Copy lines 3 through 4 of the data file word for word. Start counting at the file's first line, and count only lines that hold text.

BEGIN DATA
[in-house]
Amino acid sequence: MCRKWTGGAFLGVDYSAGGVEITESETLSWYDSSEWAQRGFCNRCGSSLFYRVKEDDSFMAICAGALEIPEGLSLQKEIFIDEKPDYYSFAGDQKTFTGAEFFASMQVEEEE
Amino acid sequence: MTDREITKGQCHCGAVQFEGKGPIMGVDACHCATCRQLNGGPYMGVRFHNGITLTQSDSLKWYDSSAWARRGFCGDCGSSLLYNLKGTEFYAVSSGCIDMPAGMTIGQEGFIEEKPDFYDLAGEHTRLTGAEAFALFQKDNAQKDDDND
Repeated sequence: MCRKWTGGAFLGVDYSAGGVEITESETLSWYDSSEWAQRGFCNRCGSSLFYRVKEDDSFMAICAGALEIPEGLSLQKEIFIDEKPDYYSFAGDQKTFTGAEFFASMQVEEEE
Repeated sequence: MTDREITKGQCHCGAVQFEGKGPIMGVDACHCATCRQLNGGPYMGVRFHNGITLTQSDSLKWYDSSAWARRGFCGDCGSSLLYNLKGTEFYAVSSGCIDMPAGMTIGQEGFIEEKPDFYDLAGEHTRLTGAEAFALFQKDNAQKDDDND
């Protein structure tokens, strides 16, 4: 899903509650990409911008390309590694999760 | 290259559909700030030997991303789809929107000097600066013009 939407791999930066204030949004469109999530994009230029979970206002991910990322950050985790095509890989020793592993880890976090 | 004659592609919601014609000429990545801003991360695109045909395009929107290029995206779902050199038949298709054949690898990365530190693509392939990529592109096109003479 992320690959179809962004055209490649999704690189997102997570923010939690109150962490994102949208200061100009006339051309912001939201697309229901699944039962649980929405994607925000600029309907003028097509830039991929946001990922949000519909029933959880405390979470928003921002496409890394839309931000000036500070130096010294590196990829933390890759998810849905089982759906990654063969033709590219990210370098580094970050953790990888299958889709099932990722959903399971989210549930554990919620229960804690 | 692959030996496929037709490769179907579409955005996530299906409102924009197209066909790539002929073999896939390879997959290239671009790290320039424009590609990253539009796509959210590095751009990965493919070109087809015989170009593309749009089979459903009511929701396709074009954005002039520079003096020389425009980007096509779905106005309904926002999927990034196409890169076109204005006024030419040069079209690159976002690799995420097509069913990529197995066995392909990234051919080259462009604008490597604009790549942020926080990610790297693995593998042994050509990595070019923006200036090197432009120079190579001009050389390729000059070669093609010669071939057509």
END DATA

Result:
Amino acid sequence: MTDREITKGQCHCGAVQFEGKGPIMGVDACHCATCRQLNGGPYMGVRFHNGITLTQSDSLKWYDSSAWARRGFCGDCGSSLLYNLKGTEFYAVSSGCIDMPAGMTIGQEGFIEEKPDFYDLAGEHTRLTGAEAFALFQKDNAQKDDDND
Repeated sequence: MCRKWTGGAFLGVDYSAGGVEITESETLSWYDSSEWAQRGFCNRCGSSLFYRVKEDDSFMAICAGALEIPEGLSLQKEIFIDEKPDYYSFAGDQKTFTGAEFFASMQVEEEE